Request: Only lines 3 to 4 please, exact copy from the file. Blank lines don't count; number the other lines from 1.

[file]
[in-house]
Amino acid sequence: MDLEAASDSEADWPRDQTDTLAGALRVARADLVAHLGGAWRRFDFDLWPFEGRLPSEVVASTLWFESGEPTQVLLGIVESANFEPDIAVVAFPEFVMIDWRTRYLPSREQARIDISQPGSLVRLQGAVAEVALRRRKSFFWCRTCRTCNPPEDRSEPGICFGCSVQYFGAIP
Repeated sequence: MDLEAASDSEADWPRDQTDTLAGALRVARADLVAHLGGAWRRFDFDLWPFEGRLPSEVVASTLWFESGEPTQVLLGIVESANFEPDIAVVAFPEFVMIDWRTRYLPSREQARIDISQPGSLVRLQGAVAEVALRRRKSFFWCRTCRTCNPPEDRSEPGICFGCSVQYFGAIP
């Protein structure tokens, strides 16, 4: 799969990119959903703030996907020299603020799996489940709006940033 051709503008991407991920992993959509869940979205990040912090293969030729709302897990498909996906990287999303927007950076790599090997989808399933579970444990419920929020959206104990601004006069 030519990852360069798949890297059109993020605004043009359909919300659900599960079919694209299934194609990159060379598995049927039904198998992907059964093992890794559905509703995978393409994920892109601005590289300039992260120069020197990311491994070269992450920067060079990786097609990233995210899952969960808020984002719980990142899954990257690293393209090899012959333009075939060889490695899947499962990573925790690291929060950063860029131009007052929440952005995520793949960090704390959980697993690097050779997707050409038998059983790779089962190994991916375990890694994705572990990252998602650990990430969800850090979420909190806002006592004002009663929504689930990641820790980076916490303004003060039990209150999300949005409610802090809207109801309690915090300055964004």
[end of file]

Repeated sequence: MDLEAASDSEADWPRDQTDTLAGALRVARADLVAHLGGAWRRFDFDLWPFEGRLPSEVVASTLWFESGEPTQVLLGIVESANFEPDIAVVAFPEFVMIDWRTRYLPSREQARIDISQPGSLVRLQGAVAEVALRRRKSFFWCRTCRTCNPPEDRSEPGICFGCSVQYFGAIP
């Protein structure tokens, strides 16, 4: 799969990119959903703030996907020299603020799996489940709006940033 051709503008991407991920992993959509869940979205990040912090293969030729709302897990498909996906990287999303927007950076790599090997989808399933579970444990419920929020959206104990601004006069 030519990852360069798949890297059109993020605004043009359909919300659900599960079919694209299934194609990159060379598995049927039904198998992907059964093992890794559905509703995978393409994920892109601005590289300039992260120069020197990311491994070269992450920067060079990786097609990233995210899952969960808020984002719980990142899954990257690293393209090899012959333009075939060889490695899947499962990573925790690291929060950063860029131009007052929440952005995520793949960090704390959980697993690097050779997707050409038998059983790779089962190994991916375990890694994705572990990252998602650990990430969800850090979420909190806002006592004002009663929504689930990641820790980076916490303004003060039990209150999300949005409610802090809207109801309690915090300055964004």